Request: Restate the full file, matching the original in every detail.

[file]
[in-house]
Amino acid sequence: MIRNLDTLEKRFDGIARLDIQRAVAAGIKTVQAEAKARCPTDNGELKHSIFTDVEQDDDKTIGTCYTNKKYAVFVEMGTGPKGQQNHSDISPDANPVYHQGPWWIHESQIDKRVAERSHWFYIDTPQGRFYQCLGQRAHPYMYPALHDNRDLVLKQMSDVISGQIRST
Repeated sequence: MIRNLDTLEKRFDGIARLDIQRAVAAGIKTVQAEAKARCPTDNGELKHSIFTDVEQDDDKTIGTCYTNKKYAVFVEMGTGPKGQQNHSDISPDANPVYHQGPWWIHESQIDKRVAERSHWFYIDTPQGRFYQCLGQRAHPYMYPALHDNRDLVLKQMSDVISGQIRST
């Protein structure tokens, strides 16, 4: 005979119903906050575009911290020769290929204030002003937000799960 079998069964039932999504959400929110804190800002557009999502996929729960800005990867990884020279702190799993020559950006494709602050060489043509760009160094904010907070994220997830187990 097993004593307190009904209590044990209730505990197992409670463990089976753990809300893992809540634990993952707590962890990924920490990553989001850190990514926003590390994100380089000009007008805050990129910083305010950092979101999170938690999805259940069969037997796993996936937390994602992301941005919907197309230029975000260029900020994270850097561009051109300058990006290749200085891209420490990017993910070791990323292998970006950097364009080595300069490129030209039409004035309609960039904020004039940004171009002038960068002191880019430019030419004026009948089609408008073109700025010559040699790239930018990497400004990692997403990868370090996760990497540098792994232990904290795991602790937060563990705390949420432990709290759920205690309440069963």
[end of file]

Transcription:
[in-house]
Amino acid sequence: MIRNLDTLEKRFDGIARLDIQRAVAAGIKTVQAEAKARCPTDNGELKHSIFTDVEQDDDKTIGTCYTNKKYAVFVEMGTGPKGQQNHSDISPDANPVYHQGPWWIHESQIDKRVAERSHWFYIDTPQGRFYQCLGQRAHPYMYPALHDNRDLVLKQMSDVISGQIRST
Repeated sequence: MIRNLDTLEKRFDGIARLDIQRAVAAGIKTVQAEAKARCPTDNGELKHSIFTDVEQDDDKTIGTCYTNKKYAVFVEMGTGPKGQQNHSDISPDANPVYHQGPWWIHESQIDKRVAERSHWFYIDTPQGRFYQCLGQRAHPYMYPALHDNRDLVLKQMSDVISGQIRST
């Protein structure tokens, strides 16, 4: 005979119903906050575009911290020769290929204030002003937000799960 079998069964039932999504959400929110804190800002557009999502996929729960800005990867990884020279702190799993020559950006494709602050060489043509760009160094904010907070994220997830187990 097993004593307190009904209590044990209730505990197992409670463990089976753990809300893992809540634990993952707590962890990924920490990553989001850190990514926003590390994100380089000009007008805050990129910083305010950092979101999170938690999805259940069969037997796993996936937390994602992301941005919907197309230029975000260029900020994270850097561009051109300058990006290749200085891209420490990017993910070791990323292998970006950097364009080595300069490129030209039409004035309609960039904020004039940004171009002038960068002191880019430019030419004026009948089609408008073109700025010559040699790239930018990497400004990692997403990868370090996760990497540098792994232990904290795991602790937060563990705390949420432990709290759920205690309440069963």